That created a serious disconnect for me.
The abused child believes everyone abuses, because that is all she knows. She could not grasp the idea that her experiences weren’t the normal. I for one, hope the teacher’s aide’s experiences are the normal, and not the girls.
But it does illustrate a point. How many characters from books with shit-sack worlds are actually part of the majority and how many are part of the minority? How much of their problems are self-inflicted, caused by some flaw of their own which drives them from the safety of the mainstream into the seedy underbelly every city, state, country, and world has?
That is something I have begun thinking about when I approach a new work. Especially stories which take place in horrible dystopias and present the situation of the characters as somehow normal.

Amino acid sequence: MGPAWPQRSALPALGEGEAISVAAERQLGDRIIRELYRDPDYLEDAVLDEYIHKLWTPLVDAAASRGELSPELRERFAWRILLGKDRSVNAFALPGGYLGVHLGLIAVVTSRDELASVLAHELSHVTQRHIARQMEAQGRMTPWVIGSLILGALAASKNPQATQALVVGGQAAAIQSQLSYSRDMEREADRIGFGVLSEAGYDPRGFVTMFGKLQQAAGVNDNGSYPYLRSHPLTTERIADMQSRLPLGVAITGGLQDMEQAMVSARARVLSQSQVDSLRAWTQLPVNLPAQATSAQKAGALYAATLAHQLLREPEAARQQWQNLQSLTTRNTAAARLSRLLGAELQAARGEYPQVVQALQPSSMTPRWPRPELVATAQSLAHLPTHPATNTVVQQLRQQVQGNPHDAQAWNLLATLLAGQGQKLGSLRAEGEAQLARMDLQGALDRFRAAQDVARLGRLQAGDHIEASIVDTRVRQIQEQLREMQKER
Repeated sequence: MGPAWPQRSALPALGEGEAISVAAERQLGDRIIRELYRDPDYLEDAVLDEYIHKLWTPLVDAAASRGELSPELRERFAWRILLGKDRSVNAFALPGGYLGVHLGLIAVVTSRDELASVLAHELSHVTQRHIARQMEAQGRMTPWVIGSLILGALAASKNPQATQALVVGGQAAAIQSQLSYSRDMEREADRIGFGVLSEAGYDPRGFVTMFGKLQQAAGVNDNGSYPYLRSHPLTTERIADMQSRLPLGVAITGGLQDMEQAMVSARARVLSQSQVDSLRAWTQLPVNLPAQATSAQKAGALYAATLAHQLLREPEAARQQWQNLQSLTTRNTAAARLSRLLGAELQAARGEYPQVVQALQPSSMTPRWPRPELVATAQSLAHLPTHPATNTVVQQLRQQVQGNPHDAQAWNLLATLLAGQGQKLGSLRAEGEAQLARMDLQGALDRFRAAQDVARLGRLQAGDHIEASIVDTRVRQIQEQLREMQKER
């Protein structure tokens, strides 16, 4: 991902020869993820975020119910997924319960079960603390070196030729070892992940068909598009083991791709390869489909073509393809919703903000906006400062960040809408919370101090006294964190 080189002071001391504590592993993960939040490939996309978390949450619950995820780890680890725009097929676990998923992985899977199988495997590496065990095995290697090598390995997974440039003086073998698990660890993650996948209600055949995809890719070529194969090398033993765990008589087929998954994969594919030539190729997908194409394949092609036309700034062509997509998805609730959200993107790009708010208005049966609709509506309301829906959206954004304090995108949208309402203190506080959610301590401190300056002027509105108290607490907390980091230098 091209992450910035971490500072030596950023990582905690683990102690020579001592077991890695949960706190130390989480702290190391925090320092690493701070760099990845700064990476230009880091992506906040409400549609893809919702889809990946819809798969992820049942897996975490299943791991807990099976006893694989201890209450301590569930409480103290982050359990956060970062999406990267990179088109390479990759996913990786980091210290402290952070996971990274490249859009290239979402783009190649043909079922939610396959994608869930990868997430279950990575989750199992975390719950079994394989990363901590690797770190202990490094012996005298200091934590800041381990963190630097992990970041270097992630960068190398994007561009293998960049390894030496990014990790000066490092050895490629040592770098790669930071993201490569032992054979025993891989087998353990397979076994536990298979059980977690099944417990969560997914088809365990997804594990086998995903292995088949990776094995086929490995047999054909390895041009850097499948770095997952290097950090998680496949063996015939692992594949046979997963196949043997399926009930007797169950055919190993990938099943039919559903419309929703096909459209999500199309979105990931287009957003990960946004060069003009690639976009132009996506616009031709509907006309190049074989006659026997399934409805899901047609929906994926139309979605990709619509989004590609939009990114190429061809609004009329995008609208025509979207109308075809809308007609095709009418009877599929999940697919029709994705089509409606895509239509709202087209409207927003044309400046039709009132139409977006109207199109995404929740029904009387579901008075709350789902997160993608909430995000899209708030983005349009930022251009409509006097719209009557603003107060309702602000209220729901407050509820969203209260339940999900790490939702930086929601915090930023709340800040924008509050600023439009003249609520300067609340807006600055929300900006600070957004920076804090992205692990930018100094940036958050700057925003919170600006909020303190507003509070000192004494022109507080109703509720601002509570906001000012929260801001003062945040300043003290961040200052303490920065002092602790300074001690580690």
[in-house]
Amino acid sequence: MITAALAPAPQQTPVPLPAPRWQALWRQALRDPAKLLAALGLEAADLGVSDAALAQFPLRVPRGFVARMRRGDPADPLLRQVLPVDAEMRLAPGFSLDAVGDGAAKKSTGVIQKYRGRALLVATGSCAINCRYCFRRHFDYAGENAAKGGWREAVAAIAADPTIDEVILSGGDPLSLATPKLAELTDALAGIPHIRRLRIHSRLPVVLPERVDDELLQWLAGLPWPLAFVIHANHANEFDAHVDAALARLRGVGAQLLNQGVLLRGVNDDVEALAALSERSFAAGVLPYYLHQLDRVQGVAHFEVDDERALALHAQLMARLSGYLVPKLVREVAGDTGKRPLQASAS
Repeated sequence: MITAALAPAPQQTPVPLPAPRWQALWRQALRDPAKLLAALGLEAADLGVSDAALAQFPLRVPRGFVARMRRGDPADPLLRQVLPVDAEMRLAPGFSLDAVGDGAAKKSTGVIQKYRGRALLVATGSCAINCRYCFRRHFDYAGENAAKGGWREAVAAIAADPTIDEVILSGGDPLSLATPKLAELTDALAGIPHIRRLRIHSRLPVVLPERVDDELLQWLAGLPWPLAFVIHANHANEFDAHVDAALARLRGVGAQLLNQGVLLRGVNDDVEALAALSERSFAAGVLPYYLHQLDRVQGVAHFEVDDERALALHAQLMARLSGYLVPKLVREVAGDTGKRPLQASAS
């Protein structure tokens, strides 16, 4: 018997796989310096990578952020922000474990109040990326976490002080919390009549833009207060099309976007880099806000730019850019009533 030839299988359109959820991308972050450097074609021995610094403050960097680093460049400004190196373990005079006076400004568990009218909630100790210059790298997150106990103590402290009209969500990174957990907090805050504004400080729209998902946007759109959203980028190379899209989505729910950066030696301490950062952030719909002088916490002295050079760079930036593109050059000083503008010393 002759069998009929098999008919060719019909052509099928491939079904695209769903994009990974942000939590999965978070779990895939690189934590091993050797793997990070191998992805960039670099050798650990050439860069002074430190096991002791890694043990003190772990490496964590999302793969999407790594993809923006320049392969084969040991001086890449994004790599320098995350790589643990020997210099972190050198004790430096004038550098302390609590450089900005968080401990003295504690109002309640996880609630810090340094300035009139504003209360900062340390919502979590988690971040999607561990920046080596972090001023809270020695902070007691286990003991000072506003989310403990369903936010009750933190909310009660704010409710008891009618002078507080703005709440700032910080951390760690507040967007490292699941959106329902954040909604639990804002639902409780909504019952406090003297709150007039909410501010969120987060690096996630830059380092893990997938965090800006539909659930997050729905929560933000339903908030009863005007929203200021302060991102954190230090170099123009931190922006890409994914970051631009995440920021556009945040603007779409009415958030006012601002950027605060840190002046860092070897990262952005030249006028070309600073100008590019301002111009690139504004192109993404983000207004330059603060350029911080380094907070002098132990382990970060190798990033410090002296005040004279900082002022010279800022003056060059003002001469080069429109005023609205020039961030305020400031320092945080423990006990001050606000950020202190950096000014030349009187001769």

[Sudden change of topic]
One thing a bit off topic, but it is interesting, I promise you.
Another reason for creating the City was that I had just finished reading every Dark Horse Star Wars comic ever made, get this, in chronological order and realized that while they referred to places as planets, they might as well have been suburbs of the same city.
That’s right; the City is also the result of realizing that you didn’t need spaceships to visit different civilizations and cultures, you just needed a subway pass.
Well, I’ve droned on for way too long, and you probably want to get back to your regularly scheduled program.
Have a wonderful week, and don’t forget to have fun.
This work is licensed under a Creative Commons Attribution-NonCommercial-ShareAlike 3.0 Unported License.